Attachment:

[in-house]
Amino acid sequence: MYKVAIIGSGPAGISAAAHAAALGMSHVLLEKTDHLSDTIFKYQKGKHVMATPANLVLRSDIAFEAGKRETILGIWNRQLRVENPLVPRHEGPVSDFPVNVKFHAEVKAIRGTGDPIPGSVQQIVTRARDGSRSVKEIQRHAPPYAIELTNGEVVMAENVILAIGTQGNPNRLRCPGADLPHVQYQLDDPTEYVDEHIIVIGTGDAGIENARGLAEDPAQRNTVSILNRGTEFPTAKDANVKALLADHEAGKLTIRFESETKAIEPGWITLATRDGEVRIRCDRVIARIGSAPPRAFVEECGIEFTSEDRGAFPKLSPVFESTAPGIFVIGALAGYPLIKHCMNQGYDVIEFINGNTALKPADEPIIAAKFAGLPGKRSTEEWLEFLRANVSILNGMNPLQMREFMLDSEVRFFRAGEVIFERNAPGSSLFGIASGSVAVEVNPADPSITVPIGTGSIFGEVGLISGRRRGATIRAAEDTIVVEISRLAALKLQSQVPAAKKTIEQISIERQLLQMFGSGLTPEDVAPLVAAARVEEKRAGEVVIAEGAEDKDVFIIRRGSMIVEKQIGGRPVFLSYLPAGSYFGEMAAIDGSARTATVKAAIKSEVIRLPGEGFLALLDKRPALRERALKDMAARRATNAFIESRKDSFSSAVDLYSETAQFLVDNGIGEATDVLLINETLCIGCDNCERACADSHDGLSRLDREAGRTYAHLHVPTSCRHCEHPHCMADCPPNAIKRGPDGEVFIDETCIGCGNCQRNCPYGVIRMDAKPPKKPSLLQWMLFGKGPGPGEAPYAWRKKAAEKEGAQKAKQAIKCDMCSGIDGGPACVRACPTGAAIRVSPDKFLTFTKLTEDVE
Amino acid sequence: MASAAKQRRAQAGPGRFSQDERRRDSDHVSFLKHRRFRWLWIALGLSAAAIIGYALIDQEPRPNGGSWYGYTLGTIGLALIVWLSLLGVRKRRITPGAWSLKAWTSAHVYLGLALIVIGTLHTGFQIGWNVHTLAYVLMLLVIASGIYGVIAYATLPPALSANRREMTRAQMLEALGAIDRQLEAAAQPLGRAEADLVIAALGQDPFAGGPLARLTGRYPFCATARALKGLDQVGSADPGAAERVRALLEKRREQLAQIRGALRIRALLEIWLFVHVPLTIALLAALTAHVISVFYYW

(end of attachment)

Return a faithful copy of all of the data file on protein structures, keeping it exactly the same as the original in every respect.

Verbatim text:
[in-house]
Amino acid sequence: MYKVAIIGSGPAGISAAAHAAALGMSHVLLEKTDHLSDTIFKYQKGKHVMATPANLVLRSDIAFEAGKRETILGIWNRQLRVENPLVPRHEGPVSDFPVNVKFHAEVKAIRGTGDPIPGSVQQIVTRARDGSRSVKEIQRHAPPYAIELTNGEVVMAENVILAIGTQGNPNRLRCPGADLPHVQYQLDDPTEYVDEHIIVIGTGDAGIENARGLAEDPAQRNTVSILNRGTEFPTAKDANVKALLADHEAGKLTIRFESETKAIEPGWITLATRDGEVRIRCDRVIARIGSAPPRAFVEECGIEFTSEDRGAFPKLSPVFESTAPGIFVIGALAGYPLIKHCMNQGYDVIEFINGNTALKPADEPIIAAKFAGLPGKRSTEEWLEFLRANVSILNGMNPLQMREFMLDSEVRFFRAGEVIFERNAPGSSLFGIASGSVAVEVNPADPSITVPIGTGSIFGEVGLISGRRRGATIRAAEDTIVVEISRLAALKLQSQVPAAKKTIEQISIERQLLQMFGSGLTPEDVAPLVAAARVEEKRAGEVVIAEGAEDKDVFIIRRGSMIVEKQIGGRPVFLSYLPAGSYFGEMAAIDGSARTATVKAAIKSEVIRLPGEGFLALLDKRPALRERALKDMAARRATNAFIESRKDSFSSAVDLYSETAQFLVDNGIGEATDVLLINETLCIGCDNCERACADSHDGLSRLDREAGRTYAHLHVPTSCRHCEHPHCMADCPPNAIKRGPDGEVFIDETCIGCGNCQRNCPYGVIRMDAKPPKKPSLLQWMLFGKGPGPGEAPYAWRKKAAEKEGAQKAKQAIKCDMCSGIDGGPACVRACPTGAAIRVSPDKFLTFTKLTEDVE
Amino acid sequence: MASAAKQRRAQAGPGRFSQDERRRDSDHVSFLKHRRFRWLWIALGLSAAAIIGYALIDQEPRPNGGSWYGYTLGTIGLALIVWLSLLGVRKRRITPGAWSLKAWTSAHVYLGLALIVIGTLHTGFQIGWNVHTLAYVLMLLVIASGIYGVIAYATLPPALSANRREMTRAQMLEALGAIDRQLEAAAQPLGRAEADLVIAALGQDPFAGGPLARLTGRYPFCATARALKGLDQVGSADPGAAERVRALLEKRREQLAQIRGALRIRALLEIWLFVHVPLTIALLAALTAHVISVFYYW